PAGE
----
Pasta e Ceci

I’ve said it before, and I’ll say it again:  I don’t do meal planning.  I am in AWE of the people who can plan their meals a week or a month at a time and stick to it.  I never know what I’m going to feel like from one day to another, so I just keep my arsenal of basics stocked up and I go from there.  This morning while catching up on Facebook, I was reminded exactly why meal planning isn’t an attractive notion in this household.  My friend Chiara, who happens to live in Rome, posted something about the weather getting cooler, and that this would be a good time to snuggle up and eat some Pasta e Ceci. I actually have eaten Pasta e Ceci in Rome & had totally forgotten about it until Chiara mentioned it!  It was at the Antica Birreria Peroni one afternoon when we popped in for lunch on our trip this summer.  Super simple and delicious, but I had never made it.  That has all changed now, and I give you…

Pasta e Ceci

adapted from


*1 can chickpeas, drained with some liquid reserved

*14 oz crushed tomatoes

*8 oz ditalini pasta (I suppose another smallish pasta would suffice, but ditalini seems pretty traditional)

*2 tbsp olive oil

*6 cloves of garlic, grated or minced

*salt, pepper, and red pepper flakes to taste

To Make:

*Saute garlic in olive oil until it begins to become fragrant.

*Add the tomatoes to the garlic.

*Season mixture to your taste (salt, pepper, red pepper flakes) and let simmer for about 10 minutes.

*Add chickpeas to the sauce with reserved liquid and continue to let simmer.

*Boil pasta until it is about halfway cooked, then add it to the sauce to finish cooking completely.

*Pour yourself a glass of Italian red wine (Chianti, Montepulciano, Nero d’Avola) to congratulate yourself on what promises to be a fantastic dinner.

*Sip on your glass of wine.

*This is ready to serve when the pasta has reached al dente doneness and when you’ve refilled your wine glass.

Please excuse the terrible phone photograph, but the battery for the real camera was dead!!

Survey Says:

Perfection in a bowl!  I think that Jake was a little wary of it to begin with, and seriously, who could blame him?  We eat a lot of pasta/legumes/tomatoes/garlic in this house!  He did, however, love it and tell me that it was definitely something that needed to be made on a regular basis.  Awesome, because although it’s not necessarily quick, it’s an easy and filling  meal!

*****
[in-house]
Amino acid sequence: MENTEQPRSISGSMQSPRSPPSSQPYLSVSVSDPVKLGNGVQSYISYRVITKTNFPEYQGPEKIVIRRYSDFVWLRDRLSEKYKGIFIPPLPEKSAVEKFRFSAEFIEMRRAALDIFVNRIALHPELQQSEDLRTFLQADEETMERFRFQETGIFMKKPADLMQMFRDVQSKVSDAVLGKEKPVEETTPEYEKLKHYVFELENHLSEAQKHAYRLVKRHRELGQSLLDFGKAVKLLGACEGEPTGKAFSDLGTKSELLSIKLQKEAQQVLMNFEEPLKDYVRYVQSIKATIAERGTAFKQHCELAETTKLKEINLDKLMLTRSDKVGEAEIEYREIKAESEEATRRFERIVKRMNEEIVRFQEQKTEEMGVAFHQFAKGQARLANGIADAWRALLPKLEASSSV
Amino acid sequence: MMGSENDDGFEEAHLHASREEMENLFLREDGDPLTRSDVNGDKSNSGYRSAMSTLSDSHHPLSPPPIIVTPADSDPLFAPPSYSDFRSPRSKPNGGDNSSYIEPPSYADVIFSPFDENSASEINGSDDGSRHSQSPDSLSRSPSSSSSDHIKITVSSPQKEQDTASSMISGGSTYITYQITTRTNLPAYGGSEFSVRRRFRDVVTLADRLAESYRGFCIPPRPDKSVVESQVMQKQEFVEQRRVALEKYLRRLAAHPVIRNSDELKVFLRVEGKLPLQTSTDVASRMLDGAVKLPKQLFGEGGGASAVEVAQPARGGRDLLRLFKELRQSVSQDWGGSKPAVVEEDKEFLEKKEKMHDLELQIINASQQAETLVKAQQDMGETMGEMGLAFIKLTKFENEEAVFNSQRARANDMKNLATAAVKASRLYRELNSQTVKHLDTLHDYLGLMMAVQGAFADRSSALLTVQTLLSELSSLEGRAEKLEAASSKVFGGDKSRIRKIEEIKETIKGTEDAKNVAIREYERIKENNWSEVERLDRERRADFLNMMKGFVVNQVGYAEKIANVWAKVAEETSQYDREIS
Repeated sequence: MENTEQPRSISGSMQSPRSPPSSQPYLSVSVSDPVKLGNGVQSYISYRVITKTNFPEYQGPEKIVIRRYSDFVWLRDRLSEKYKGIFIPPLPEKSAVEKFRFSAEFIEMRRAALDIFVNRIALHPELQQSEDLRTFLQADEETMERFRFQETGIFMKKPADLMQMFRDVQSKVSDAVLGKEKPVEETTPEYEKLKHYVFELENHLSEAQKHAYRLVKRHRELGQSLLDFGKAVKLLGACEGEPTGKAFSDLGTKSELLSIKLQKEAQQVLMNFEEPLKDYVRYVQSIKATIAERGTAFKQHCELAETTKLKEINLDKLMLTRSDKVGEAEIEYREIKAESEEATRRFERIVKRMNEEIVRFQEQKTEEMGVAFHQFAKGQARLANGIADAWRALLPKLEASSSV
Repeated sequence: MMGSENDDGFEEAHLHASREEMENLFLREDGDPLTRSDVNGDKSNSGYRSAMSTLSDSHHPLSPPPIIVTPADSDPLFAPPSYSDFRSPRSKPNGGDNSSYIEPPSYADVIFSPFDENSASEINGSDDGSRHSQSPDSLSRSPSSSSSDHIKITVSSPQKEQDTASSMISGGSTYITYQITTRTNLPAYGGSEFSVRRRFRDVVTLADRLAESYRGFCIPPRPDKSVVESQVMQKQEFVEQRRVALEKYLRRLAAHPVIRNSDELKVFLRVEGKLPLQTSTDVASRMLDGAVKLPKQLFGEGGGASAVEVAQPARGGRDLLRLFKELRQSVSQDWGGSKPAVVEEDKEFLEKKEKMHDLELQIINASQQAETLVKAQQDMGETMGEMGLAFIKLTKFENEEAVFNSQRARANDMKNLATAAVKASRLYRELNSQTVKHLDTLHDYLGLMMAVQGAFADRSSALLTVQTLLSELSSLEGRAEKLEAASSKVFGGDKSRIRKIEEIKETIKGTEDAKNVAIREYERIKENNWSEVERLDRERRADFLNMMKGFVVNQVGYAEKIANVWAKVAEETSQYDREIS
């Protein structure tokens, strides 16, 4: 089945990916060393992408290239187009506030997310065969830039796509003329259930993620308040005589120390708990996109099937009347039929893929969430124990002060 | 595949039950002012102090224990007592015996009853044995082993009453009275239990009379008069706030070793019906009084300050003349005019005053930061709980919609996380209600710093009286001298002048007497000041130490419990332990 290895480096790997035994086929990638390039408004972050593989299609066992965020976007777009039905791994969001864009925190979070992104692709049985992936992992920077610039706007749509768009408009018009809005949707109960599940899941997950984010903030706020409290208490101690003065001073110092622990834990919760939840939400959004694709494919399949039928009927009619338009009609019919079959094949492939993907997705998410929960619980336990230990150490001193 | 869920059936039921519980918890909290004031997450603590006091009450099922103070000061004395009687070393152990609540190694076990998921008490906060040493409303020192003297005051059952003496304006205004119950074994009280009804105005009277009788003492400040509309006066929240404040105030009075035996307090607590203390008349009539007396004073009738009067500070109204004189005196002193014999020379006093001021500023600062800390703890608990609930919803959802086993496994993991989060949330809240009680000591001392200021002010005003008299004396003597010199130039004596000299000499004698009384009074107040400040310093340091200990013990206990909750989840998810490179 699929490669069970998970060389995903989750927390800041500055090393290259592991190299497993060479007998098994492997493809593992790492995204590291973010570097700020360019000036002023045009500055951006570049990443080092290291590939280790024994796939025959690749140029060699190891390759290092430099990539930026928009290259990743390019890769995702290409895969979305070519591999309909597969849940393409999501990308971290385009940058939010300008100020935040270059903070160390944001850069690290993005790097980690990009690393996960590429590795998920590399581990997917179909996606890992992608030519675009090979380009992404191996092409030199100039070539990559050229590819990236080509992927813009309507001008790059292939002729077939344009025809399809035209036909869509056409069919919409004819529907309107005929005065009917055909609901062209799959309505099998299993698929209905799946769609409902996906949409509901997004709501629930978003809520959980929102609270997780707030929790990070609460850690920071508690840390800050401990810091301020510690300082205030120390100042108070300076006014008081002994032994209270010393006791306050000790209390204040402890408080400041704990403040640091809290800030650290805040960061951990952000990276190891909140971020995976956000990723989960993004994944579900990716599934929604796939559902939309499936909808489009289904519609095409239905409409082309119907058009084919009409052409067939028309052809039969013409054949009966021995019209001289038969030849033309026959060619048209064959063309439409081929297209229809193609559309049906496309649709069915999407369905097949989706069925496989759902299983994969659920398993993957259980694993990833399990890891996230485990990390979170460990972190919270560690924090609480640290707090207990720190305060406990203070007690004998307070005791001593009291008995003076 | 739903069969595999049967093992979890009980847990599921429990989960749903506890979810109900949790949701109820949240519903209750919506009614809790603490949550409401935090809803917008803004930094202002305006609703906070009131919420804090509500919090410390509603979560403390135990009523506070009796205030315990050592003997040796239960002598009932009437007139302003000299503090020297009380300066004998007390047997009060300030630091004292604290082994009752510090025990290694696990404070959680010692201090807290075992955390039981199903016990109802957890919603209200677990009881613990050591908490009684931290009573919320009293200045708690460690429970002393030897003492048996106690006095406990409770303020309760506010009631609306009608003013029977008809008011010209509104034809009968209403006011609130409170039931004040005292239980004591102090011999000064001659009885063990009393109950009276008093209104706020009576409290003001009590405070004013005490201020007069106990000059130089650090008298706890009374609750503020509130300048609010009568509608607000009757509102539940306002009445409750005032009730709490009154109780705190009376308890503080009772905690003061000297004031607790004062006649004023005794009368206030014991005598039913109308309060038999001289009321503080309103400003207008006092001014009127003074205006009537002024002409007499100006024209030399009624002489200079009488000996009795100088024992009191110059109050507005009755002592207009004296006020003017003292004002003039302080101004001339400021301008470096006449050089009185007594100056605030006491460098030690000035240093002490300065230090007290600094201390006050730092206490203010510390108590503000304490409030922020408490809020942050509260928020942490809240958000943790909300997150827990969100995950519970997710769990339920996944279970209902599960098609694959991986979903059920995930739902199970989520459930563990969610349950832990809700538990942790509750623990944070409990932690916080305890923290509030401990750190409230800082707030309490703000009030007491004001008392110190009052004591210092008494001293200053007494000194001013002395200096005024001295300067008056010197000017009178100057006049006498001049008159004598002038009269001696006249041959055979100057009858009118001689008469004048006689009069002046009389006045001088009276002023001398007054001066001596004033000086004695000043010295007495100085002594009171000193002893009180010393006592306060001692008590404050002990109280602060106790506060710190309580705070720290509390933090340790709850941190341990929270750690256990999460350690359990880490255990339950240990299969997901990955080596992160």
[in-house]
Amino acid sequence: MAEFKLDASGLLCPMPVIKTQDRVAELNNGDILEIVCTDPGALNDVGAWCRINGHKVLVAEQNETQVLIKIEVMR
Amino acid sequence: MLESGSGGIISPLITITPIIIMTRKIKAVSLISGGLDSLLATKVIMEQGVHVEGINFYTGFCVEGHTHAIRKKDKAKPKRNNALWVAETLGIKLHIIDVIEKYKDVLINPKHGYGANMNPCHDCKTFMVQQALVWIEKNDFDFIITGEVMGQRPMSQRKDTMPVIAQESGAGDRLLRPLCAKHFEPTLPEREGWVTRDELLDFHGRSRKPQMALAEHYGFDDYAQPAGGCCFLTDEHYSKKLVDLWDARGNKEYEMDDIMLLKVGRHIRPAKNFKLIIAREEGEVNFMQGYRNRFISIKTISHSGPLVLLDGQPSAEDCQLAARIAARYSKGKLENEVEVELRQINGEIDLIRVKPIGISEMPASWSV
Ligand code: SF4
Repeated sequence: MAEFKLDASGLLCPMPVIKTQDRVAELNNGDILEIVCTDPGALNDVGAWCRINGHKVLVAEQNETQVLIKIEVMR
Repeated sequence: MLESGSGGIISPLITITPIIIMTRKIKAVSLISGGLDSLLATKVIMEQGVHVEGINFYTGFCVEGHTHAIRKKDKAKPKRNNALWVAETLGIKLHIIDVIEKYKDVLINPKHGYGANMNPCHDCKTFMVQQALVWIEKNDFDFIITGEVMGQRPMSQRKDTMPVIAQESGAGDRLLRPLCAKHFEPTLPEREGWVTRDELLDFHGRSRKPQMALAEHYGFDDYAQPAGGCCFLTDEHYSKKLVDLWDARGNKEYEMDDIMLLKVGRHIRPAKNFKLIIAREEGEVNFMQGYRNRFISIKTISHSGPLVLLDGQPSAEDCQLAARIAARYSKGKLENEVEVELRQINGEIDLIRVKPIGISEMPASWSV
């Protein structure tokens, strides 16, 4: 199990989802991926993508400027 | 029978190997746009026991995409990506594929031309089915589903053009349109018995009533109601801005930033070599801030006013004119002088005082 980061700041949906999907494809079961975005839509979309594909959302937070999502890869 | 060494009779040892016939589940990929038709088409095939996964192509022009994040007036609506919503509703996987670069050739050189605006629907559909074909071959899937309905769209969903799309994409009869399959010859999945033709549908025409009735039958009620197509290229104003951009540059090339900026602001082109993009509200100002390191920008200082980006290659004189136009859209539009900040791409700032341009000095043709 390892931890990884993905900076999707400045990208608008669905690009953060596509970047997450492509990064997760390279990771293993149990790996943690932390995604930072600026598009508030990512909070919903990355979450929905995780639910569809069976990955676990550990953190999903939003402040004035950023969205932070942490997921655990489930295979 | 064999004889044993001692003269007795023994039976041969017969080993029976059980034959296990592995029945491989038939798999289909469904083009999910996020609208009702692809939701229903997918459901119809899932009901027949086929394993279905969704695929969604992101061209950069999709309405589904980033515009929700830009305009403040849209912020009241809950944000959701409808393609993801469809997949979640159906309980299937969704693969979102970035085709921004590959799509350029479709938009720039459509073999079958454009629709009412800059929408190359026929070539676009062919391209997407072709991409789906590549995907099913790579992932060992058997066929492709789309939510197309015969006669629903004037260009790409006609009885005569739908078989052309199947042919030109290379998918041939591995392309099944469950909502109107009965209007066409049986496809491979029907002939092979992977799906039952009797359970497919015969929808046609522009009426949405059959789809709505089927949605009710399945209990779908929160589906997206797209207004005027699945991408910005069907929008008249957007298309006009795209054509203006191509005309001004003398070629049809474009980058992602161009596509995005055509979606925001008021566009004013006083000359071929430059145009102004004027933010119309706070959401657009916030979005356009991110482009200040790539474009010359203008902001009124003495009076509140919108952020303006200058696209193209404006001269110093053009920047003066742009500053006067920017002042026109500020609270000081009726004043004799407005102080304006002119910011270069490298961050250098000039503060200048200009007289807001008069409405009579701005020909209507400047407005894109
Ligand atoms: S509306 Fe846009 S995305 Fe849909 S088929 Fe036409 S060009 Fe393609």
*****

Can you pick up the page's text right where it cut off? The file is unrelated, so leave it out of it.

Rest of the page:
6 responses to this post.

  1. Here’s another confession from me…chickpeas freak me out a lot. Especially whole. I like my chickpeas ground up and in hummus form. They’re so good for you…but the texture whole or uncooked always freaks me out and if a recipe calls for them..I usually just pretend I don’t have some sitting in the pantry because i’m a wimp like that.

    Alas, I may have to try this out..because you’ve never steered me wrong yet with your delish recipes..and this is making my tummy growl just reading about it! Nom nom nom!


    • 🙂 I get it! They work really well here because they’re so close in size to the ditalini, but you could totally substitute white beans and get the same effect! You know that I would never steer you wrong, and if you stock up on enough of the aforementioned Italian wines, you just may forget that there are chickpeas in there!! 😉


  2. Looks delicious! I love chickpeas and anything with chickpeas in it. My husband and I even nicknamed our son Ceci Bean 😉

    I was also stopping by to let you know, I’ve given you The Sunshine Award. Stop by and check out my post for the details. Congrats!



  3. So, I’m a terrible meat eater, but I have the ingredients here to make this dish, including the ditalini, which I bought for Minestroni last week. Will you hate me if I sub in ground beef for the chickpeas? 🙂


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